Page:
Millennials do not tend to stay in the same job for longer than two years before searching for new opportunities, Phil Chambers CEO and co-founder at Peakon, considers what accountany firms need to do to manage and hold on to their millennials
It is a familiar story in accountancy: graduates arrive, receive training, and leave. It is understandable that many firms resent this, especially as education and accreditation is not cheap. Rather than accept this as an inevitable expense, we - as leaders - need to understand how to properly manage millennial restlessness and ambition.
It is a bold statement to make, but the structure of the accountancy career path almost seems intentionally designed to be incompatible with the younger generation. What worked in the past for the Baby Boomers, just doesn’t cut it with the younger members of the workforce.
Previous generations placed more value in extrinsic rewards, such as a high salary, the status of their job title, and a good pension. They saw merit in a vertical career ladder at a single company. If you worked hard and paid your dues, then you could be confident that it would be recognised and rewarded. The career path was exactly that- a predefined journey that was laid out before you; you knew exactly where you would be in five, 10 or 15 years. And for Boomers, it worked.
For millennials, however, it doesn’t. As a generation, they are naturally entrepreneurial - they relish the opportunity to be self-directed and cut their own path. To them, an overly-structured career ladder is a limitation. Furthermore, these young people are used to living in an environment of extreme technological change. It’s not a rational choice to plan a career ten years into the future when it’s so tough to predict how the job market will evolve.
The accountancy blueprint can cause issues from the very start, while new graduates are working towards their qualifications. During the recruitment process, candidates are often promised rotation and the opportunity to turn their hand to different areas of the business. In reality, they were recruited to fill a specific gap within a team and rotation was never really an option. For the millennial, this not only creates a personal sense of frustration and stagnation, but also leads to a distrust of their employer.
After completing their qualifications, the same issue remains unresolved. The primary concern for many newly qualified accountants is that they will continue to do exactly the same work that they did while training, albeit for a little more money. Even at this stage, it can be difficult for them to transfer departments and gain more varied experience. More often than not, their position is allocated to them by the firm with little consultation, and as a result, the young, ambitious accountant feels like they have no control over their own destiny.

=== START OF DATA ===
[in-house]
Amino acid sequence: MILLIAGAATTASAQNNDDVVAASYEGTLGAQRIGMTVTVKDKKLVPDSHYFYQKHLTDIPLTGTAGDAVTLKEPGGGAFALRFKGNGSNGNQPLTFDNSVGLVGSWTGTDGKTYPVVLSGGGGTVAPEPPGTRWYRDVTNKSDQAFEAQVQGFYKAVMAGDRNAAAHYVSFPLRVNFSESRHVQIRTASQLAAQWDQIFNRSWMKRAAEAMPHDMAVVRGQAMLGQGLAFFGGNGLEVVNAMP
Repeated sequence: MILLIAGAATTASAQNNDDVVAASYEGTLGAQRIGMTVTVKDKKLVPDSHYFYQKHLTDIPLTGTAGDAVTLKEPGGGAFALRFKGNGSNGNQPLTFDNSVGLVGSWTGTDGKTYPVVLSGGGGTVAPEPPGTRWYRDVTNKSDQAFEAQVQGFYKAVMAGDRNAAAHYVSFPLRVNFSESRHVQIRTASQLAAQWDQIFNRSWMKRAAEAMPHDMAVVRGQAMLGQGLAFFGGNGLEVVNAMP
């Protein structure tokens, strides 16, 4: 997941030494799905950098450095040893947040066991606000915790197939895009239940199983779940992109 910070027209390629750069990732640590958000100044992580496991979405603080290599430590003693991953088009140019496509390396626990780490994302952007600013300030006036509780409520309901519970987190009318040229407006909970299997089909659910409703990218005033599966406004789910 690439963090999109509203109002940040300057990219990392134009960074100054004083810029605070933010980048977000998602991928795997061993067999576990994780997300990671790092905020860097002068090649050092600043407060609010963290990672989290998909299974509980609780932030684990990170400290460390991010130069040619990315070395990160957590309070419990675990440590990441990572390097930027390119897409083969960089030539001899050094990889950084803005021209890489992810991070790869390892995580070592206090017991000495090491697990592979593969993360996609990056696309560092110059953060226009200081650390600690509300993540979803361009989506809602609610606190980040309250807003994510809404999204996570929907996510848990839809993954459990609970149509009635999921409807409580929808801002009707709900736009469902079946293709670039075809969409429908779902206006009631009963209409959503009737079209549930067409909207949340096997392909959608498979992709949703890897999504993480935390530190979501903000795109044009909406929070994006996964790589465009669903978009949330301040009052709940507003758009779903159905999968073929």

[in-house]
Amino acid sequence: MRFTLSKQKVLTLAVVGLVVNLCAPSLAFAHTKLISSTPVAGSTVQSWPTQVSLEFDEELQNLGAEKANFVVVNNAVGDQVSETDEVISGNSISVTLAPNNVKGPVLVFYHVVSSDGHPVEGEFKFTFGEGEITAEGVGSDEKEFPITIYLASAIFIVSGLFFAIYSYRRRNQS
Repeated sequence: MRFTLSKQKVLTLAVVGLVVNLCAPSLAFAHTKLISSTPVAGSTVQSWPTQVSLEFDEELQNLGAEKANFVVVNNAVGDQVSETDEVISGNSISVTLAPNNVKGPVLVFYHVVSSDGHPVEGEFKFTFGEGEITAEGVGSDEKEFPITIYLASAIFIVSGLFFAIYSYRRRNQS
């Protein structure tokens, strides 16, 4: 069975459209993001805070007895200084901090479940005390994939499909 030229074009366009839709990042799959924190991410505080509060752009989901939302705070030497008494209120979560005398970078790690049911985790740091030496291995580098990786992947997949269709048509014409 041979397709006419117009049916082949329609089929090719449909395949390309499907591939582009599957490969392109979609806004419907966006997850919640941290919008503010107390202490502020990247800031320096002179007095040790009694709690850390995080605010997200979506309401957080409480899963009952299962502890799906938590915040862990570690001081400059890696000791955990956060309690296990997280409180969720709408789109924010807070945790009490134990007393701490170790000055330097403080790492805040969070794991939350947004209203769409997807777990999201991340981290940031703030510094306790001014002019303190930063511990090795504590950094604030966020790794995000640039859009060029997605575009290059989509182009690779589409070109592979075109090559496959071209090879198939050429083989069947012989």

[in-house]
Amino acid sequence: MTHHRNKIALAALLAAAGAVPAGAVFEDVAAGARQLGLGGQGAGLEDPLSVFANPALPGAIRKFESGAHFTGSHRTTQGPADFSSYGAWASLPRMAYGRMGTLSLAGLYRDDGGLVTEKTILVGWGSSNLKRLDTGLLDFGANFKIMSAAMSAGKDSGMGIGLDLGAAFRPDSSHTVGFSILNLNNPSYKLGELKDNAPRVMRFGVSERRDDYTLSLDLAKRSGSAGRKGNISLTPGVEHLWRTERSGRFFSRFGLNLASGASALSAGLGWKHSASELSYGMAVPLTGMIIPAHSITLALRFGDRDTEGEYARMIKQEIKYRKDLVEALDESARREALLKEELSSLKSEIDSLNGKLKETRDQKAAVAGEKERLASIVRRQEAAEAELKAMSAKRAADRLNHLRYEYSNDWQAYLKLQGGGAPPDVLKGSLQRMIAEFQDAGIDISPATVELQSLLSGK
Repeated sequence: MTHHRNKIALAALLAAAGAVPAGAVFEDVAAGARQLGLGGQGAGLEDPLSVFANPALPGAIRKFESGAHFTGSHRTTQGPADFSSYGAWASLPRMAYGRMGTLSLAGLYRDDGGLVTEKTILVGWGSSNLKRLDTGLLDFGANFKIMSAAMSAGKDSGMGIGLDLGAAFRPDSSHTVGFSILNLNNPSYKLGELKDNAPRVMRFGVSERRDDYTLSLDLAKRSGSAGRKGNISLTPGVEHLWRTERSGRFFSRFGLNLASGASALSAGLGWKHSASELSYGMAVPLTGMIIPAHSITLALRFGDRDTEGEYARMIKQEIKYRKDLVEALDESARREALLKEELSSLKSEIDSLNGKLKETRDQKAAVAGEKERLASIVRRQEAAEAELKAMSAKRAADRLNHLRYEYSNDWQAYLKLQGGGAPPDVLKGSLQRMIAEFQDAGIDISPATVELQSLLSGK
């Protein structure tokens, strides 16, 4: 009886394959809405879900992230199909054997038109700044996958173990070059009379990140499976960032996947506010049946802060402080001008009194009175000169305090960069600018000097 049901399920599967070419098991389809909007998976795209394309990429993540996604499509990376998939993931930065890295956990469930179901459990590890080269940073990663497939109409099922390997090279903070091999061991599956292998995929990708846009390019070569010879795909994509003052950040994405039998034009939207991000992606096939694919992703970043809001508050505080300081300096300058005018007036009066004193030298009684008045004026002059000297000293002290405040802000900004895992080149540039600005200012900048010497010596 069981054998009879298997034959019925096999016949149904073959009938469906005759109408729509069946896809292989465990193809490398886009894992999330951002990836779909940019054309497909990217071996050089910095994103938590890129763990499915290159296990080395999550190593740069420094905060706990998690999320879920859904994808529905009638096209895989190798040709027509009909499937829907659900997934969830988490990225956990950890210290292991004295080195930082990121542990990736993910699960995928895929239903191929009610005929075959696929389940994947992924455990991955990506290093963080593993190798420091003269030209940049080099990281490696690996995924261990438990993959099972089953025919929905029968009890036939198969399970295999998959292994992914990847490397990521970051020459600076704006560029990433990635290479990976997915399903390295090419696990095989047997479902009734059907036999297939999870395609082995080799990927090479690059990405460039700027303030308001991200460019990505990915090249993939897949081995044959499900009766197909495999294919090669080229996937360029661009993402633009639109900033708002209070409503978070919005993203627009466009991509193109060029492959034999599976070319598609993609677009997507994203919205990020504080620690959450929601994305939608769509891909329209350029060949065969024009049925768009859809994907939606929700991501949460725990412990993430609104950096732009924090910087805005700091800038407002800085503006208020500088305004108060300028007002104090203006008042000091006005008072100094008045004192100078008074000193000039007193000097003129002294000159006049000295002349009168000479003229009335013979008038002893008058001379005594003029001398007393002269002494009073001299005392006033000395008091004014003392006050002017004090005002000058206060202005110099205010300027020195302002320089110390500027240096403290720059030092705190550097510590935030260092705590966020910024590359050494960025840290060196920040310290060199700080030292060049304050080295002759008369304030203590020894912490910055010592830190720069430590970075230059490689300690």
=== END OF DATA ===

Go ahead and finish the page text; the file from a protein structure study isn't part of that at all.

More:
In an attempt to wrestle back control, the millennial will start to consider their options and seek new challenges elsewhere. Besides, the average tenure for millennials across all industries is two years - it is unsurprising that those in accountancy will want change after working towards accreditation for three. When the employee inevitably leaves, they will be labelled disloyal, though in fact, the situation was entirely the firm’s making all along. Had their employer made a conscious effort to provide them with variety and stimulation, the employee would likely have stayed.
So how do we, as leaders, not only appease these millennial urges, but properly harness and direct this ambition? After all, the willingness to learn and be self-directed is a hugely beneficial trait.
The first step is the most obvious and also the most important: communicate. We need to understand the goals and concerns of our teams, as well as we understand our own. Despite being fundamental to our duty as managers, it is something we only invest time and resources into at predefined points in the calendar year.
For millennials, traditional employee engagements initiatives such as annual surveys and six-month performance reviews are considered archaic. As a generation that has been raised on social media, they see no reason why they can’t discuss their progress with their manager on a continuous basis.
The second step is to take their concerns seriously and follow-up on the issues raised. In the case of millennials desiring greater variety in their role, accountancy firms can offer initiatives such as secondments into industry, or for larger practices, transfers to offices abroad. While it may be frustrating to find yourself one team member short for a period of time, your employees will return energised and enriched with new knowledge and ideas. This diversity of experience is not just important for the personal development of the individual, but valuable to the team and firm as a whole.
It is no surprise that Google continually tops the polls as the one company that millennials want to work at above all others; the tech giant is famed for its fun, relaxed, employee-centric approach. While accountancy firms may not see Google as a competitor for business, they should view them as a competitor for talent. A company is only as good as its people - you need to make sure you can recruit and retain the best.
About the author
Phil Chambers is co-founder and CEO at Peakon, a leading provider of HR analytics software.